AUSTIN, Tex. (UPI) -- A crazed student went on an 80-minute campus rampage with an armful of weapons Monday in the worst mass killing in U.S. history. He shot 45 persons, hilling his wife, his mother and 13 others before a shaken off-duty policeman shot him dead atop the 27-story University of Texas tower.
Charles J. Whitman, a 24-year-old architectural engineering student who once rejected psychiatric help, climbed to a ledge near the top of the 307-foot tower and calmly stalked scores of summer students, professors and visitors to the rolling green campus.
Shortly before the tower's clock struck noon, the first shot rang out. For the next hour and 20 minutes, the lazy summer campus was turned into a hellish battleground of dead, dying and wounded.
The noontime terror ended when patrolman Ramiro Martinez slowly edged his way around the observation platform and six pistol slugs and a shotgun blast into the sniper, a Texas junior with a B average.
Soon after Whitman's blood-covered and limp body was carried from the tower, police found the young man's wife and mother. The wife, Kathleen, 23, was stabbed to death in the Whitman apartment. His mother, Mrs. C.M. Whitman, was shot to death in her home.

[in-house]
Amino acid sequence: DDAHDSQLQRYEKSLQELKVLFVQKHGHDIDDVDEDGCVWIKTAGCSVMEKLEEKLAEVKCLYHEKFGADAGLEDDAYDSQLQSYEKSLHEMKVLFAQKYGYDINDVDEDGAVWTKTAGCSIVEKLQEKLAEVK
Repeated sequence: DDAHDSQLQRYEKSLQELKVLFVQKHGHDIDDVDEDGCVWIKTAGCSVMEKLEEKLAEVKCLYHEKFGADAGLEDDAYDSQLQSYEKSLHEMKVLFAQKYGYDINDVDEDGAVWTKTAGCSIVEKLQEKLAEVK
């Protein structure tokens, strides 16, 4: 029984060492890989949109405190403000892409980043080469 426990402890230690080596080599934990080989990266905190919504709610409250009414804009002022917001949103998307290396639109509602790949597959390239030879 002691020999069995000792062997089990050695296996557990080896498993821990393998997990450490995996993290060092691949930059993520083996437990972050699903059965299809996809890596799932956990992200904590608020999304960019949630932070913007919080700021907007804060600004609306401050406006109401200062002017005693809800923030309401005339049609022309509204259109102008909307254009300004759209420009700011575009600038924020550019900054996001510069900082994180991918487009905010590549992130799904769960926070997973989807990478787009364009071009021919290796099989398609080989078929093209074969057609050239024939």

Whitman, an ex-Marine, ex-altar boy, Ex-Eagle Scout, left three notes, one a rambling two-page letter which said his mother would be better off in heaven and that he hated his father "with a mortal passion."
Police also found a camera with a note which read: "Please have the film developed, Charles Whitman." The film was sent to Dallas for processing.
Police Chief R.A. (Bob) Miles gave this version of the last day of Whitman's life:
Sometime before 3 a.m., Monday he stabbed his wife to death and shot his mother to death. "Wife and mother both dead," he noted in one of his letters.
Some six hours later he purchased a 12-gauge shotgun on a time payment plan, carried it home, cut off its stock and sawed off its barrel. At the same time, he assembled an arsenal that included two Luger pistols, a 6.1mm rifle with a telescopic sight, a 35-caliber rifle, a 30.06 rifle, a 357 magnum pistol, the new shotgun and three knives.
He packed everything in a foot locker. Then he put away some water in a container, some gasoline, some sandwiches. And late Monday morning he lugged the entire thing to the campus tower, using a dolly to make the last party of the trip to the elevator.
Getting off at the last stop, Whitman dragged his foot locker off the elevator and hauled it, step by step, up a long flight of stairs. The first killing occurred here.
A woman elevator attendant whose job it is to greet visitors and have them sign a register blocked the sniper's way. He shot her dead. He then came upon a woman and two children, tourists visiting the campus landmark, and shot them down. The father escaped to a nearby room.
Frank Lucas, a university employee in an office below the observation deck, heard someone scream "Help!" Another voice followed: "Don't come near me! Don't come near me! Don't come near me!" Several shots rang out.
Two unarmed campus security guards, hearing the shots' report, entered the building and took the elevator to the top. They found three bodies and quickly descended to warn others to stay away from the tower.